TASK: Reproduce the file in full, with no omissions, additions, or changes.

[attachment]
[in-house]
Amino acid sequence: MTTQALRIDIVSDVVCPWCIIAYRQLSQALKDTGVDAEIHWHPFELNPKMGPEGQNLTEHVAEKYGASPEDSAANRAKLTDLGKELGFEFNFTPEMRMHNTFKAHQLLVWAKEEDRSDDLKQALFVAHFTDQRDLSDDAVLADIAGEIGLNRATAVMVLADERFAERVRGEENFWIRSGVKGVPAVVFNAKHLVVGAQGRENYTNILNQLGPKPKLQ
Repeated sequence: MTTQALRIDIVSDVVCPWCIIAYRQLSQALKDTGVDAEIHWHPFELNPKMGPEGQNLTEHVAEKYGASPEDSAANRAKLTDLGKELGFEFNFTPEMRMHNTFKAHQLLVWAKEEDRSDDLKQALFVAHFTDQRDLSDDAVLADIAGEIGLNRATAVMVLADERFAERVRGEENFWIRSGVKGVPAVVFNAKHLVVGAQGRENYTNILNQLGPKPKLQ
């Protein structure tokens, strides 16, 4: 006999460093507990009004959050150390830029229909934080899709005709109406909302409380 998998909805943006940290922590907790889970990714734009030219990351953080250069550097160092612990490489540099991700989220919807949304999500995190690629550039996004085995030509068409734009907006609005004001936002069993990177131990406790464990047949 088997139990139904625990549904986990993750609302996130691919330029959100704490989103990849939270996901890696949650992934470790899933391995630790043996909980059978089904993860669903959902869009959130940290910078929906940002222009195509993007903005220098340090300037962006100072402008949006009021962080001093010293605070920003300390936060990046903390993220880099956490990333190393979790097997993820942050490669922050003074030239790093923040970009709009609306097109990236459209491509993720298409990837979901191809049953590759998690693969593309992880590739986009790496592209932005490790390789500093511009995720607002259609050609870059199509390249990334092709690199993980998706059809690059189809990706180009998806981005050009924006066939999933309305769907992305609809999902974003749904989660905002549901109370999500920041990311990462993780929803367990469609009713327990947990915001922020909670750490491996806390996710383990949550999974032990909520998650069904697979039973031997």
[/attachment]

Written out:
[in-house]
Amino acid sequence: MTTQALRIDIVSDVVCPWCIIAYRQLSQALKDTGVDAEIHWHPFELNPKMGPEGQNLTEHVAEKYGASPEDSAANRAKLTDLGKELGFEFNFTPEMRMHNTFKAHQLLVWAKEEDRSDDLKQALFVAHFTDQRDLSDDAVLADIAGEIGLNRATAVMVLADERFAERVRGEENFWIRSGVKGVPAVVFNAKHLVVGAQGRENYTNILNQLGPKPKLQ
Repeated sequence: MTTQALRIDIVSDVVCPWCIIAYRQLSQALKDTGVDAEIHWHPFELNPKMGPEGQNLTEHVAEKYGASPEDSAANRAKLTDLGKELGFEFNFTPEMRMHNTFKAHQLLVWAKEEDRSDDLKQALFVAHFTDQRDLSDDAVLADIAGEIGLNRATAVMVLADERFAERVRGEENFWIRSGVKGVPAVVFNAKHLVVGAQGRENYTNILNQLGPKPKLQ
């Protein structure tokens, strides 16, 4: 006999460093507990009004959050150390830029229909934080899709005709109406909302409380 998998909805943006940290922590907790889970990714734009030219990351953080250069550097160092612990490489540099991700989220919807949304999500995190690629550039996004085995030509068409734009907006609005004001936002069993990177131990406790464990047949 088997139990139904625990549904986990993750609302996130691919330029959100704490989103990849939270996901890696949650992934470790899933391995630790043996909980059978089904993860669903959902869009959130940290910078929906940002222009195509993007903005220098340090300037962006100072402008949006009021962080001093010293605070920003300390936060990046903390993220880099956490990333190393979790097997993820942050490669922050003074030239790093923040970009709009609306097109990236459209491509993720298409990837979901191809049953590759998690693969593309992880590739986009790496592209932005490790390789500093511009995720607002259609050609870059199509390249990334092709690199993980998706059809690059189809990706180009998806981005050009924006066939999933309305769907992305609809999902974003749904989660905002549901109370999500920041990311990462993780929803367990469609009713327990947990915001922020909670750490491996806390996710383990949550999974032990909520998650069904697979039973031997």